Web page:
Please put your area in your sig line so we can assist with location specific answers.

MountainDon

  • Guest
Re: What's for dinner?
« Reply #38 on: October 23, 2007, 05:43:08 PM »
Crock pot: 4 chicken thighs, 1/4 red onion, big splash of balsamic vinegar, cup of chicken stock, 4 hours on high (late start)

Baked potato, sour cream.

Casserole: sliced zucchini and tomato, layered, sprinkled with a little montreal steak seasoning, Tbsp of Smart Balance margarine. Microwaved a couple minutes, then sprinkled with grated Parmesan and placed under the broiler for a few minutes (until slightly browned).
« Last Edit: October 23, 2007, 07:20:24 PM by MountainDon »

Homegrown_Tomatoes

  • Guest
Re: What's for dinner?
« Reply #39 on: October 23, 2007, 06:02:32 PM »
grilled chicken, macaroni salad (leftover from some I made for a church outreach dinner tonight), steamed broccoli, and leftover cranberry/orange/mango salad.  (At least that's what hubby and kids had.)  I went to the church function and took the salad, and we had sort of a fall picnic... mostly junk food.  I don't even like macaroni salad much (most of it is so bland) but was asked to make my "favorite" one... since they asked, I made it mostly salad with a little macaroni.  It probably wasn't exactly what they had in mind, but it was pretty decent and had a lot of spice. [smiley=evil.gif]  

Homegrown_Tomatoes

  • Guest
Re: What's for dinner?
« Reply #40 on: October 23, 2007, 06:04:29 PM »
By the way Don, I see you got that new grill... looks just about the right size... not so bulky that you need to build a second garage to park the thing.  Glad you're already getting to use it.

MountainDon

  • Guest
Re: What's for dinner?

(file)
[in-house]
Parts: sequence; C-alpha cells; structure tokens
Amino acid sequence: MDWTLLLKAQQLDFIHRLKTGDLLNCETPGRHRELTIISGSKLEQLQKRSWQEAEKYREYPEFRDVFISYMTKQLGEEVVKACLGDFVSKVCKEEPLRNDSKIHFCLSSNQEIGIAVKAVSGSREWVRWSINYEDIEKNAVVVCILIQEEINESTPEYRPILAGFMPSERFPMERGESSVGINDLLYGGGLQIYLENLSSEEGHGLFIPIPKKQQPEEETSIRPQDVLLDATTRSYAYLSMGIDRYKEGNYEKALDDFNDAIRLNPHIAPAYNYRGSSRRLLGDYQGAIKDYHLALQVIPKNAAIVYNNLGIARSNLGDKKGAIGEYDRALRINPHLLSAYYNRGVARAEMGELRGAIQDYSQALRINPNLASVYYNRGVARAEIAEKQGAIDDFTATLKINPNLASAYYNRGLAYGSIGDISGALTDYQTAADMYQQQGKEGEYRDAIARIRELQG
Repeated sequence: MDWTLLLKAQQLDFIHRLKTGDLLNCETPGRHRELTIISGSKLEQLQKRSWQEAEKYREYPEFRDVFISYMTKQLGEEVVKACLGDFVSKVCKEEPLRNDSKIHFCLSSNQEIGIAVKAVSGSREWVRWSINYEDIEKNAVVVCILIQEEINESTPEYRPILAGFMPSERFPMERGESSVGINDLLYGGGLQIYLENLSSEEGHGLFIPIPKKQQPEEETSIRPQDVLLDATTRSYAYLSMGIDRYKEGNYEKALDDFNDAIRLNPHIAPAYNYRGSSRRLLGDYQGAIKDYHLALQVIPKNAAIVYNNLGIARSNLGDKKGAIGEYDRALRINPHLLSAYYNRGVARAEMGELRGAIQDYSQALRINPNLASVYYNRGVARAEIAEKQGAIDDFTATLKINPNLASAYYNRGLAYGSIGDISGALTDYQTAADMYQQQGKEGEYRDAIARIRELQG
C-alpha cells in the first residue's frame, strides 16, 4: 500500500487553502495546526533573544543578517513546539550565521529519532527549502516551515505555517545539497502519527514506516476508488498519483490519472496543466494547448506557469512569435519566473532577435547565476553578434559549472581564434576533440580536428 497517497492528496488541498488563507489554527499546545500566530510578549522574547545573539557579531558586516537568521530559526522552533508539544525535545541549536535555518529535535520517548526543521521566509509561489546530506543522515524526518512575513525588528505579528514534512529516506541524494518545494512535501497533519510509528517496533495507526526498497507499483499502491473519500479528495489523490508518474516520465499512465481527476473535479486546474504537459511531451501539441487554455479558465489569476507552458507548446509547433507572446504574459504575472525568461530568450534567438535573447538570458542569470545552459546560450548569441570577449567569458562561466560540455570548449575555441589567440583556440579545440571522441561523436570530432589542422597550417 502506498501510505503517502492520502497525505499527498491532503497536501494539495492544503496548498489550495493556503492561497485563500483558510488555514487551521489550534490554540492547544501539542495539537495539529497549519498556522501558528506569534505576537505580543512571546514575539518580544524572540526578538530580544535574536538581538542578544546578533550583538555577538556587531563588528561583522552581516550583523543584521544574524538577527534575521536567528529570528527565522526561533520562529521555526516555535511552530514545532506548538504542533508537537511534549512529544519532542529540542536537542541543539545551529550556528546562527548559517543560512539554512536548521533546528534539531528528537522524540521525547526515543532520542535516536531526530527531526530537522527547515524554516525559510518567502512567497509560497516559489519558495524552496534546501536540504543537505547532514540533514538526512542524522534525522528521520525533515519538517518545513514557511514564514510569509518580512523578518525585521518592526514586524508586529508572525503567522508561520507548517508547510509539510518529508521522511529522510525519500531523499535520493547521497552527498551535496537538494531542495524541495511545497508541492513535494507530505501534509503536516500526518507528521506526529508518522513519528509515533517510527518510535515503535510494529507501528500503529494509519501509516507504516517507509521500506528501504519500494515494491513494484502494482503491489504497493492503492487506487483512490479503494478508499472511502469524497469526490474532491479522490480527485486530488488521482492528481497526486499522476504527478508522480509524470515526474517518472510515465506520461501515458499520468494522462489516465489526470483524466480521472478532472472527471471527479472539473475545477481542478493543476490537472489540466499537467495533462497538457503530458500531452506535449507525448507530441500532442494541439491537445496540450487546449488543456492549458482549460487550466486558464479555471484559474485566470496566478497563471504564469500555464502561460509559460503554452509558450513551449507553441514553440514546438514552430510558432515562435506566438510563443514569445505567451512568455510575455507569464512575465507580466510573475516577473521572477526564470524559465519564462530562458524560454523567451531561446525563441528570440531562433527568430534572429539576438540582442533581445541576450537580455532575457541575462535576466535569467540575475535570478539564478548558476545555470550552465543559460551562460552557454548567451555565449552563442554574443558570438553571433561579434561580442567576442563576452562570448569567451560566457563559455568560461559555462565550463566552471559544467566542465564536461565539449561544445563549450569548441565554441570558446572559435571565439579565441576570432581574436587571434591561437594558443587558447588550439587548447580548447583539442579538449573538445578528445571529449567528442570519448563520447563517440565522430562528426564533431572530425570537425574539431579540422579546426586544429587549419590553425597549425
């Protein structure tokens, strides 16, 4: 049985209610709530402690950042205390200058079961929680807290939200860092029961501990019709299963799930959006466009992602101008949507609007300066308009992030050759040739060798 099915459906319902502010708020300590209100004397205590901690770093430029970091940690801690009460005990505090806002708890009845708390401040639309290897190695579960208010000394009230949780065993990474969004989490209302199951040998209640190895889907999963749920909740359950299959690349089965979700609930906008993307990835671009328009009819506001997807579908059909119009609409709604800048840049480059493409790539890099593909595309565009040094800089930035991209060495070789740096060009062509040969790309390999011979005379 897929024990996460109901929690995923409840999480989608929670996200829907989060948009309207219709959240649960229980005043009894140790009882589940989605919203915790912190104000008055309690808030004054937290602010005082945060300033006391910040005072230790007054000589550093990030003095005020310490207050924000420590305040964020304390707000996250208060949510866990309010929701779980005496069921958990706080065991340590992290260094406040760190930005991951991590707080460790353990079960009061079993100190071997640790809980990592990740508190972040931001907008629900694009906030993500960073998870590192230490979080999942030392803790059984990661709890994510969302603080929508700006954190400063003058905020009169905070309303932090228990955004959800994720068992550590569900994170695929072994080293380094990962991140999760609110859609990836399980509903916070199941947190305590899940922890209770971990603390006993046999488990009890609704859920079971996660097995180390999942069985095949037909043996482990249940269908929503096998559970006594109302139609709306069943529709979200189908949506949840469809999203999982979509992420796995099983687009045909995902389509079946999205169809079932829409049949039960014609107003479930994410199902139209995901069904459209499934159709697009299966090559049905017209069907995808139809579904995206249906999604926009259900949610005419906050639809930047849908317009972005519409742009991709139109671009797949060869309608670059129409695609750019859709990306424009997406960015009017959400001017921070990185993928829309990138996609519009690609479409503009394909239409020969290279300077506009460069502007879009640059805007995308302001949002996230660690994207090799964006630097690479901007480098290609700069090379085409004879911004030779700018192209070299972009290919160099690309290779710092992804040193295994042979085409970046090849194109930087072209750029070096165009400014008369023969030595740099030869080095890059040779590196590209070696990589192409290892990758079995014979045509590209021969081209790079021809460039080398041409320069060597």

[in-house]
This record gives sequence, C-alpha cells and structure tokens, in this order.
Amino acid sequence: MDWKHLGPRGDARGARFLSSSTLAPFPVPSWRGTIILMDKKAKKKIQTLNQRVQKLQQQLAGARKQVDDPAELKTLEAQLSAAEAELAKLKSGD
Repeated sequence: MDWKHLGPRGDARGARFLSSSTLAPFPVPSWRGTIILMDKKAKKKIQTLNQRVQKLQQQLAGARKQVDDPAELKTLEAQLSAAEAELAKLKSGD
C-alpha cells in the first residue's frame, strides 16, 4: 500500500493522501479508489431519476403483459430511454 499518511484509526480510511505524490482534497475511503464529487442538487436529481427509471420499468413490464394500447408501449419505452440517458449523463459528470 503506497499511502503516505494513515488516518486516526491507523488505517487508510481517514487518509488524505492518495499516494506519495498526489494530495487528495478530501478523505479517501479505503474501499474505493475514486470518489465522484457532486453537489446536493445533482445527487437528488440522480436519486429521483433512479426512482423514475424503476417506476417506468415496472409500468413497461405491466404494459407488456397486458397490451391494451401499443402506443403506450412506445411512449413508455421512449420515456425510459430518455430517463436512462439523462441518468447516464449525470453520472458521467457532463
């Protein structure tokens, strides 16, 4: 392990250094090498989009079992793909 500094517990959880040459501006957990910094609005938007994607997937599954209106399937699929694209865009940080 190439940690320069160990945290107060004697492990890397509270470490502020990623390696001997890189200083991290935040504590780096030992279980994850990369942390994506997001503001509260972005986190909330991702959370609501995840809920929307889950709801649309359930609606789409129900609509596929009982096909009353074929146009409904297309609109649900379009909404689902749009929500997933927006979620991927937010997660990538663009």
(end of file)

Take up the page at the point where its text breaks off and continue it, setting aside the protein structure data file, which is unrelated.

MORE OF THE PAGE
« Reply #41 on: October 23, 2007, 06:41:28 PM »
Quote
I don't even like macaroni salad much (most of it is so bland)
I use a generous dollop of Jack Daniels Horseradish Mustard for some flavor and zip in macaroni and/or potato salads.

I do like that grill... good size for a couple with enough room for 4 actually, IMO.
« Last Edit: October 23, 2007, 06:41:49 PM by MountainDon »

Homegrown_Tomatoes

  • Guest
Re: What's for dinner?
« Reply #42 on: October 23, 2007, 07:02:50 PM »
I used some extra extra extra hot giardiniera (sp?) and some pepper jack cheese.  Also put in lots of other peppers so that you couldn't pick by looking which ones were hot and which were not.  Some parsley, cukes, chopped up pickles, crumbled bacon, fresh dill and basil, a little homemade dressing, and lots of tomatoes from the garden.  Never thought about horseradish, though that does sound like a good answer to the whole boring dilemma.  It wasn't bad.  The whole dishpan I took to church got eaten, so I guess someone liked it.


glenn-k

  • Guest
Re: What's for dinner?
« Reply #43 on: October 23, 2007, 07:04:51 PM »
Cool.  Plastic beetle problem at the church, Homegrown? ;D

Homegrown_Tomatoes

  • Guest
Re: What's for dinner?
« Reply #44 on: October 23, 2007, 07:08:47 PM »
 ::)

Homegrown_Tomatoes

  • Guest
Re: What's for dinner?
« Reply #45 on: October 23, 2007, 07:09:41 PM »
good grief... leave it to you to come up with something smart-aleky to say about any given topic!

MountainDon

  • Guest
Re: What's for dinner?
« Reply #46 on: October 23, 2007, 07:19:10 PM »
Must be never a dull moment there on Kangiser's Mountain.  :)

glenn-k

  • Guest
Re: What's for dinner?
« Reply #47 on: October 23, 2007, 07:32:28 PM »
I try. ;D

Dang -- that one took me 2 minutes. :(  I must be slowing up in my old age -- but then again cut me some slack--- I was on another thread when that was posted.    ::)